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Christopher Adams

The Business Herald’s markets and banking reporter.

Fonterra boss not told fast enough

Spierings says swifter action to sideline affected products might have occurred had he been informed earlier.

Fonterra chief executive officer Theo Spierings. Photo / AP
Fonterra chief executive officer Theo Spierings. Photo / AP

Fonterra chief executive Theo Spierings says he wasn't informed of the contamination event that led to the company's botulism fiasco quickly enough and much swifter action to "sideline" affected consumer products might have taken place had he been told of the problem earlier.

The dairy co-operative, New Zealand's largest firm, first became aware of a possible "quality issue" with 38 tonnes of a whey protein called WPC80 in March this year.

Fronting a news conference in Auckland yesterday, Spierings said he didn't necessarily need to be informed of the problem at that point, but he should have been told at the end of June when Fonterra asked AgResearch to test the WPC80 for the presence of clostridium botulinum, a bacterium that can cause botulism.

Instead, he didn't find out about the contamination event until the evening of August 1, after test results suggested the botulism-causing bacteria could be present in three batches of WPC80 produced at Fonterra's Hautapu plant in the Waikato in May 2012.

Fonterra went public with the contamination announcement on August 3.

Had he been informed of the problem in June, Spierings said he might have made the call to "sideline" consumer products that were at risk of contamination until further testing was completed.

Affected products, including infant formula, were not recalled until August.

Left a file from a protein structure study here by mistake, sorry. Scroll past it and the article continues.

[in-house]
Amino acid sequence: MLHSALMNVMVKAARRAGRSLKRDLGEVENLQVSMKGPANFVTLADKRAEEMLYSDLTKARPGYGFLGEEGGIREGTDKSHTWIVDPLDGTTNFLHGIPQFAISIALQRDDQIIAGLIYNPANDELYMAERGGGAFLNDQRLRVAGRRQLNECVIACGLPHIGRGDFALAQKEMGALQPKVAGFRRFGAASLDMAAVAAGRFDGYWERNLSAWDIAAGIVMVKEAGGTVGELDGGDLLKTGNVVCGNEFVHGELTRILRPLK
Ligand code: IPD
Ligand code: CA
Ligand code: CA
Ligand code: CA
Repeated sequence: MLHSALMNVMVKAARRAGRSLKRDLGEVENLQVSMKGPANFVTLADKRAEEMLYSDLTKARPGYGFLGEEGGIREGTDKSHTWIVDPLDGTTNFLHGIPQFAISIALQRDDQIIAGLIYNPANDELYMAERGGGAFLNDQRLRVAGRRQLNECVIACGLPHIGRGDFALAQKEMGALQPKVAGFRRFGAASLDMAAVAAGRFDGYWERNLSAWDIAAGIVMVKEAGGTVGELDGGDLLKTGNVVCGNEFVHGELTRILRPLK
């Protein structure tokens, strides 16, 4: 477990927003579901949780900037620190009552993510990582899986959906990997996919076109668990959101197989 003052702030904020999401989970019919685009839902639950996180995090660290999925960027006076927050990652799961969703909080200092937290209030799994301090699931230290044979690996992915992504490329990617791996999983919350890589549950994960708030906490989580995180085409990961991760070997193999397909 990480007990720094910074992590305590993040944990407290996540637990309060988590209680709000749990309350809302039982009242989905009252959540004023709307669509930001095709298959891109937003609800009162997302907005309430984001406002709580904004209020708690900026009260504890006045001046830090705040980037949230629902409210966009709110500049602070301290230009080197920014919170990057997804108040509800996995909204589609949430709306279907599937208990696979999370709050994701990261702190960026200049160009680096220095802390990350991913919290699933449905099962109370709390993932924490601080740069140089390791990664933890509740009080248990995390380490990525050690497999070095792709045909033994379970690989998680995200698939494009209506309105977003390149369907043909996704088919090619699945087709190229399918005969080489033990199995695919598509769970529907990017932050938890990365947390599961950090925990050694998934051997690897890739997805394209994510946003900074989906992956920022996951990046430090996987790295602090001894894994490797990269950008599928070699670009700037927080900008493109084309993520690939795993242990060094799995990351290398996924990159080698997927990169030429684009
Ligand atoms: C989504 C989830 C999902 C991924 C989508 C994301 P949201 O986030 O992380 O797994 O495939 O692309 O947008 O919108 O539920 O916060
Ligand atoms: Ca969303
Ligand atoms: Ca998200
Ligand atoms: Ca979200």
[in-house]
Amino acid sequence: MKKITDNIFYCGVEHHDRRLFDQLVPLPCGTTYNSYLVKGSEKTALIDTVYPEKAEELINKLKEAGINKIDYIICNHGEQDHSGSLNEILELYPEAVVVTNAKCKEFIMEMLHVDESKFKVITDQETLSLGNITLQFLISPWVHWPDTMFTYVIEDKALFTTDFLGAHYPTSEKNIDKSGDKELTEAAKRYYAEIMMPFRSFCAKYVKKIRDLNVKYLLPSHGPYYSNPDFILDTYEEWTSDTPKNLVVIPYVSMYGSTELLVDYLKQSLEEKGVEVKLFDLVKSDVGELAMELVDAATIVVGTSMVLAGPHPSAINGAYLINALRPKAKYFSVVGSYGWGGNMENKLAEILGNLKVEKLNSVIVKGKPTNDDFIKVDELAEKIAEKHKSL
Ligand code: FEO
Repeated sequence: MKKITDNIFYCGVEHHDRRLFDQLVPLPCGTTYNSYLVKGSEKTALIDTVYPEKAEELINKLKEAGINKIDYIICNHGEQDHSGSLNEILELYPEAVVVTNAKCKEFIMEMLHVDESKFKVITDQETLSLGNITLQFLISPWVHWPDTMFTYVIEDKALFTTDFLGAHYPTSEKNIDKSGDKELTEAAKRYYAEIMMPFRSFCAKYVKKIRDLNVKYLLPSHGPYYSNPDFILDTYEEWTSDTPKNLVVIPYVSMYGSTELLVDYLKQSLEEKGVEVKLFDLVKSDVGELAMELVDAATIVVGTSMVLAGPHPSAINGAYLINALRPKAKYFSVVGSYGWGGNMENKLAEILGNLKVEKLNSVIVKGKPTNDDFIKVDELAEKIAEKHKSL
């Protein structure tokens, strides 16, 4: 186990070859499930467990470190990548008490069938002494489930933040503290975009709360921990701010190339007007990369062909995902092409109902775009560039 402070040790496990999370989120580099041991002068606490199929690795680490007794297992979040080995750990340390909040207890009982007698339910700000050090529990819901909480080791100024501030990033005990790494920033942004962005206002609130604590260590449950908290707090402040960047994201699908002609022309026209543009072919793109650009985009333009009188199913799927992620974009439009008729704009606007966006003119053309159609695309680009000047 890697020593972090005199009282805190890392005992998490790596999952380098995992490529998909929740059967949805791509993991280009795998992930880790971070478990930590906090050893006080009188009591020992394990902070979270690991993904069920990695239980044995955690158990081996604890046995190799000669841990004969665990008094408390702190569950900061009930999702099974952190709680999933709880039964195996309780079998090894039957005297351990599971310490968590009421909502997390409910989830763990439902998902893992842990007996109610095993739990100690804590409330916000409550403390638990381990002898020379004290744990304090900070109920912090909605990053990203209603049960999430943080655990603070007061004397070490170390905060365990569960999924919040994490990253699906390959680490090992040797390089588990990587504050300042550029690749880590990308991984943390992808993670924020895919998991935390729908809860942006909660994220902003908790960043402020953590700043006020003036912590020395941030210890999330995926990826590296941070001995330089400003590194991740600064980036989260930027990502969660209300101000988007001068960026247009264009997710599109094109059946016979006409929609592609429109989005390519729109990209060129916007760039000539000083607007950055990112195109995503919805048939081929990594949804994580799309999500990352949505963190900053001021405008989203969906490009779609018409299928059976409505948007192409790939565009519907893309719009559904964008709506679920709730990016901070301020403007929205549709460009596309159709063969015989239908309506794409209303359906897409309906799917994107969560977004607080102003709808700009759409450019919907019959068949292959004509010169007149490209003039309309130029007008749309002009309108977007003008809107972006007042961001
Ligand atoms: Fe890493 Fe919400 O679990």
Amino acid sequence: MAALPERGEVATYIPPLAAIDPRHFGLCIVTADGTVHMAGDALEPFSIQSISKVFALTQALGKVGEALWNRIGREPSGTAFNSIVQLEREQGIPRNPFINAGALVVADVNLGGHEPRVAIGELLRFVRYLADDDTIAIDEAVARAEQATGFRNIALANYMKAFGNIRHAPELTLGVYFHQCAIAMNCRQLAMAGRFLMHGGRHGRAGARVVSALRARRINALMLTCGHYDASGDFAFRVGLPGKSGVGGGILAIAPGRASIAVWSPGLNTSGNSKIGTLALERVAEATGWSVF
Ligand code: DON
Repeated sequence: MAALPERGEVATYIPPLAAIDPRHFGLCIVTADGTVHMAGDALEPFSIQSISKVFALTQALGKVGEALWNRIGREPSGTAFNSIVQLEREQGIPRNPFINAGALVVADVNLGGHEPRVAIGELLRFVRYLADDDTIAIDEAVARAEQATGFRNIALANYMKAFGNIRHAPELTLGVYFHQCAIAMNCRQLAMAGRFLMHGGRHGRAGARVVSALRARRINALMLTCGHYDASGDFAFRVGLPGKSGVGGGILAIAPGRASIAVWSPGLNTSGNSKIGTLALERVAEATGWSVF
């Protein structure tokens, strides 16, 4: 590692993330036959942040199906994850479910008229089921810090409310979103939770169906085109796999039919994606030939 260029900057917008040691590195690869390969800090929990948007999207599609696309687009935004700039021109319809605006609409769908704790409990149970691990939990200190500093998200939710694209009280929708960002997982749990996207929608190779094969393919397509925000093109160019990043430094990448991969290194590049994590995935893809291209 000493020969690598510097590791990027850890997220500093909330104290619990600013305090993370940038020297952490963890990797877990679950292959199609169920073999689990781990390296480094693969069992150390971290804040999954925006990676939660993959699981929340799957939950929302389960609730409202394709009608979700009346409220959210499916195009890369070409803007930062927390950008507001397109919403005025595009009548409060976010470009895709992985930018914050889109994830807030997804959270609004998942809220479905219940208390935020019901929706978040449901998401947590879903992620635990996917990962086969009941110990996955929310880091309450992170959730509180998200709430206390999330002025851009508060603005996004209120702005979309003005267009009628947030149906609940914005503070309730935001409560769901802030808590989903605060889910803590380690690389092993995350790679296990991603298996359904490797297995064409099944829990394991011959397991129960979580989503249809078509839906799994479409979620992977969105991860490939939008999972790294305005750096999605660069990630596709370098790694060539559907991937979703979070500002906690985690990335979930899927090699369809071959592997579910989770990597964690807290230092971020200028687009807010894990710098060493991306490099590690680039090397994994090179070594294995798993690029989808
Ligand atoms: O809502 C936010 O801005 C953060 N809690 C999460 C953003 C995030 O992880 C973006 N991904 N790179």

"The red flag should have gone up faster," Spierings said.

Last week it was finally revealed that the WPC80 was contaminated with clostridium sporogenes, which does not present a food safety risk.

Meanwhile, Fonterra yesterday announced it had completed its operational review of the botulism scare, which found reprocessing of the WPC80 after plastic was found in product led to the contamination.

"An item of non-standard equipment [a since decommissioned transfer pipe used during the reprocessing] caused the contamination," said Fonterra strategy director Maury Leyland.

Spierings said the plastic had entered the whey protein as a result of human error.

"It just dropped in," he said.

Fonterra said the decision to reprocess the original whey protein produced at Hautapu, rather than "downgrade" the product - in combination with the use of the item of non-standard equipment - resulted in the contamination.

A lapse in information sharing between two parts of the co-operative also led to delays in testing, the company added.

Spierings said Fonterra now needed to focus on becoming "best in class" in terms of food safety.

"The [dairy] season is kicking in and we need to get into action mode."

Spierings said Fonterra was implementing improvements in its business, and a new role of group director of food safety and quality had already been created.

Food & Grocery Council chief executive Katherine Rich welcomed the operational review, which she said had been thorough and asked the tough questions about how and why the recall occurred.

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